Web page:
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Pituitary tumors larger than 19 millimeters are known as macroadenomas. These tumors can cause physical pressure on the pituitary gland and other nearby structures. Biochemical and physical problems can occur as a result of these tumors.

Symptoms and types of tumor

If one is suffering from the onset of a pituitary tumor, one might experience symptoms that include nausea, vomiting, fatigue, weakness, loss of vision, headache, low blood pressure, hair loss, sexual dysfunction and unintended weight gain or weight loss.

Some tumors - known as functioning tumors - will lead to the production of hormones. This will lead to an overproduction of hormones, which can lead to the occurrence of various biochemical effects. There are different types of these tumors that exist, with their own specific symptoms. Adrenocorticotropic hormone-secreting (ACTH) tumors, for example, stimulate the hormone adrenocorticotropin, and can lead to fat accumulation, facial roundness, a hump on the upper back, hypotension, muscle weakness, bruising, stretch marks and a thinning of the skin.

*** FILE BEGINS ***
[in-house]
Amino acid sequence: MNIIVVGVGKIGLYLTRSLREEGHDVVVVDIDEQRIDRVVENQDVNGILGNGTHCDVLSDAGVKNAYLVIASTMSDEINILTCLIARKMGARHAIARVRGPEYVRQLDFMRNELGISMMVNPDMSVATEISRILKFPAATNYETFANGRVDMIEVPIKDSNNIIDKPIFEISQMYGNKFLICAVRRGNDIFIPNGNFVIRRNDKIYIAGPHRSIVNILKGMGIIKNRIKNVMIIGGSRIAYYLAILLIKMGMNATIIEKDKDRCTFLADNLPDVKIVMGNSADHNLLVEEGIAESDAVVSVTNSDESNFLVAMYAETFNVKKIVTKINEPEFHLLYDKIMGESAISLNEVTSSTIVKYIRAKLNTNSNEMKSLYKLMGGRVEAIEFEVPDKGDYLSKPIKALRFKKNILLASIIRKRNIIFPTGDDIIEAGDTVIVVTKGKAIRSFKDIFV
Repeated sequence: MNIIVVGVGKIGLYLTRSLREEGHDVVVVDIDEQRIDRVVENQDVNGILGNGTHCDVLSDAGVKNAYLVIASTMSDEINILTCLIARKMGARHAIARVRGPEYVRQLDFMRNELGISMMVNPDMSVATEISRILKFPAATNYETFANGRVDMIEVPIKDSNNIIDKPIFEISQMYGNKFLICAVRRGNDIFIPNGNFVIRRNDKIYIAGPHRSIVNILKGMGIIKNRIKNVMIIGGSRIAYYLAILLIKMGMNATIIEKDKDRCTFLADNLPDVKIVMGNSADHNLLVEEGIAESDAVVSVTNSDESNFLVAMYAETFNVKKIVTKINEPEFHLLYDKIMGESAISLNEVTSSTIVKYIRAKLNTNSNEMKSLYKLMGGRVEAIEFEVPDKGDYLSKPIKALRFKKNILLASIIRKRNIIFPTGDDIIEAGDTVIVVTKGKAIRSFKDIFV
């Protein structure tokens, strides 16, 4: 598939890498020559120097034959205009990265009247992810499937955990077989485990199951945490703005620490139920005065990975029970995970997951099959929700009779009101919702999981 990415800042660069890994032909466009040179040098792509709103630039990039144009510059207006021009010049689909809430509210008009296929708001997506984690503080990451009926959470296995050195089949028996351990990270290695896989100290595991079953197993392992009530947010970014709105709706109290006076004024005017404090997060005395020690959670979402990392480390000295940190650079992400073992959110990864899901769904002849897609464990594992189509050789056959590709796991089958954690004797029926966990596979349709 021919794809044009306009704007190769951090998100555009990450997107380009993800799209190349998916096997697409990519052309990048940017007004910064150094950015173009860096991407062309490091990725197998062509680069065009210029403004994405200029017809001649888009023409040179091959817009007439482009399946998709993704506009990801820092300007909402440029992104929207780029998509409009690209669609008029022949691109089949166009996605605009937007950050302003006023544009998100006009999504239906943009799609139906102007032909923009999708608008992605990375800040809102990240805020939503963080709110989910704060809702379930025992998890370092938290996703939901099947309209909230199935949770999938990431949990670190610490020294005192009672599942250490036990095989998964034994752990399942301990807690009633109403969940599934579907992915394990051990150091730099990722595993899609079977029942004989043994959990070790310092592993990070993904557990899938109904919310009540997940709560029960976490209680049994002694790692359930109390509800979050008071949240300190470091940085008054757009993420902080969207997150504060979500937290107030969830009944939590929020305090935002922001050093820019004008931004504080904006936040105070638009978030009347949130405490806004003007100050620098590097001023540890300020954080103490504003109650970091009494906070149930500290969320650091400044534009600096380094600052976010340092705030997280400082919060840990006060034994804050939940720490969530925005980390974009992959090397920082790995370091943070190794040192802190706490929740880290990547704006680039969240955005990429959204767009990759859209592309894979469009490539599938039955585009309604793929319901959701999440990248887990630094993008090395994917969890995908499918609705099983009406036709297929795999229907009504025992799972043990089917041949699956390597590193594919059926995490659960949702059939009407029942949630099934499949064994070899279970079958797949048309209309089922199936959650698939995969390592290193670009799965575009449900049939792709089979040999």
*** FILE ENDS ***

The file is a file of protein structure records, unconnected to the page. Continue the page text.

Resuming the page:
Some tumors lead to a secretion of the growth hormone. These tumors can lead to a coarsening of the facial features, enlarged hands and feet, excessive sweat produce, hypotension, heart problems, malocclusion and degenerative arthritis. Gigantism can also occur in children and adolescents.

Other tumors secrete prolactin. These tumors can lead to decreased sexual hormone production in both sexes. However, some differences do exist between the sexes. For females, oligomenorrhea, amenorrhea and galactorrhea can occur. With men, erectile dysfunction, infertility, hair loss, loss of sex drive and gynecomastia can all be symptoms of this type of tumor.

Thyroid-stimulating hormone secreting tumors can lead to an overproduction of thyroxine and thus sudden weight loss, rapid or irregular heartbeat and nervousness or irritability. If you have symptoms similar to any that were detailed above, you should consult a doctor, particularly if you have a family history of similar conditions.


Treatment will depend on the type and size of the tumor. Other factors, such as overall health and age will also play a part in deciding the approach to treatment. Treatment might require neurosurgery, radiation therapy and associated medications. The treatment team might include a neurosurgeon, endocrinologist and a neurologist. Surgery will be a necessity if the tumor is pressing on the optic nerves or if the tumor is producing too many hormones. Radiation therapy employs the use of x-rays to destroy the tumors. This can be used separately to or in conjunction with surgery.

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